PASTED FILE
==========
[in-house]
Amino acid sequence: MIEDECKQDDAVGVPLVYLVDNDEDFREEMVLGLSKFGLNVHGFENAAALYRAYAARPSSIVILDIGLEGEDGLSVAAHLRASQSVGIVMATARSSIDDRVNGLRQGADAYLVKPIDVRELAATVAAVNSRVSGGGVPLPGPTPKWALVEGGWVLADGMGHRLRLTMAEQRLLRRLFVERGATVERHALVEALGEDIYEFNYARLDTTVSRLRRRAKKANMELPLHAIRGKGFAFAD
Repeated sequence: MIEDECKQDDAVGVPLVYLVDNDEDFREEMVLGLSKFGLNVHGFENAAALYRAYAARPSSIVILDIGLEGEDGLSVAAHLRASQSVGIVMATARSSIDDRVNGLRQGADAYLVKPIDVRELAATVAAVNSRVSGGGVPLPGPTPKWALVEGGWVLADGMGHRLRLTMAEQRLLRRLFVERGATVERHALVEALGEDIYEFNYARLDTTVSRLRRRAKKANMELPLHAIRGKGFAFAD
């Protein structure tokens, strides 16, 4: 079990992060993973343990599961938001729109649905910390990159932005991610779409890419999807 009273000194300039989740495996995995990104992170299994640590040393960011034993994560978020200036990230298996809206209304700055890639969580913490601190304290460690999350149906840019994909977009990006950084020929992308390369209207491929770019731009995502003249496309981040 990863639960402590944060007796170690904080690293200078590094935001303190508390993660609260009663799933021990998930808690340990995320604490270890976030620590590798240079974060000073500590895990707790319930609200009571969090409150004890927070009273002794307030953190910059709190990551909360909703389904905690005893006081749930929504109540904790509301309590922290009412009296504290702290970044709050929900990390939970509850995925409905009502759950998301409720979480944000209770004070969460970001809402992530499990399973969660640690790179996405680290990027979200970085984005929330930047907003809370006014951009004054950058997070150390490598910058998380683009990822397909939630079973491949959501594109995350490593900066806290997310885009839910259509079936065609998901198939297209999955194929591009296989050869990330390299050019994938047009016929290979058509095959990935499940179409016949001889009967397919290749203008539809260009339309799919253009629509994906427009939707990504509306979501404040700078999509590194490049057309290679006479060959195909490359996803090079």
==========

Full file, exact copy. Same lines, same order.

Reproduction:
[in-house]
Amino acid sequence: MIEDECKQDDAVGVPLVYLVDNDEDFREEMVLGLSKFGLNVHGFENAAALYRAYAARPSSIVILDIGLEGEDGLSVAAHLRASQSVGIVMATARSSIDDRVNGLRQGADAYLVKPIDVRELAATVAAVNSRVSGGGVPLPGPTPKWALVEGGWVLADGMGHRLRLTMAEQRLLRRLFVERGATVERHALVEALGEDIYEFNYARLDTTVSRLRRRAKKANMELPLHAIRGKGFAFAD
Repeated sequence: MIEDECKQDDAVGVPLVYLVDNDEDFREEMVLGLSKFGLNVHGFENAAALYRAYAARPSSIVILDIGLEGEDGLSVAAHLRASQSVGIVMATARSSIDDRVNGLRQGADAYLVKPIDVRELAATVAAVNSRVSGGGVPLPGPTPKWALVEGGWVLADGMGHRLRLTMAEQRLLRRLFVERGATVERHALVEALGEDIYEFNYARLDTTVSRLRRRAKKANMELPLHAIRGKGFAFAD
């Protein structure tokens, strides 16, 4: 079990992060993973343990599961938001729109649905910390990159932005991610779409890419999807 009273000194300039989740495996995995990104992170299994640590040393960011034993994560978020200036990230298996809206209304700055890639969580913490601190304290460690999350149906840019994909977009990006950084020929992308390369209207491929770019731009995502003249496309981040 990863639960402590944060007796170690904080690293200078590094935001303190508390993660609260009663799933021990998930808690340990995320604490270890976030620590590798240079974060000073500590895990707790319930609200009571969090409150004890927070009273002794307030953190910059709190990551909360909703389904905690005893006081749930929504109540904790509301309590922290009412009296504290702290970044709050929900990390939970509850995925409905009502759950998301409720979480944000209770004070969460970001809402992530499990399973969660640690790179996405680290990027979200970085984005929330930047907003809370006014951009004054950058997070150390490598910058998380683009990822397909939630079973491949959501594109995350490593900066806290997310885009839910259509079936065609998901198939297209999955194929591009296989050869990330390299050019994938047009016929290979058509095959990935499940179409016949001889009967397919290749203008539809260009339309799919253009629509994906427009939707990504509306979501404040700078999509590194490049057309290679006479060959195909490359996803090079």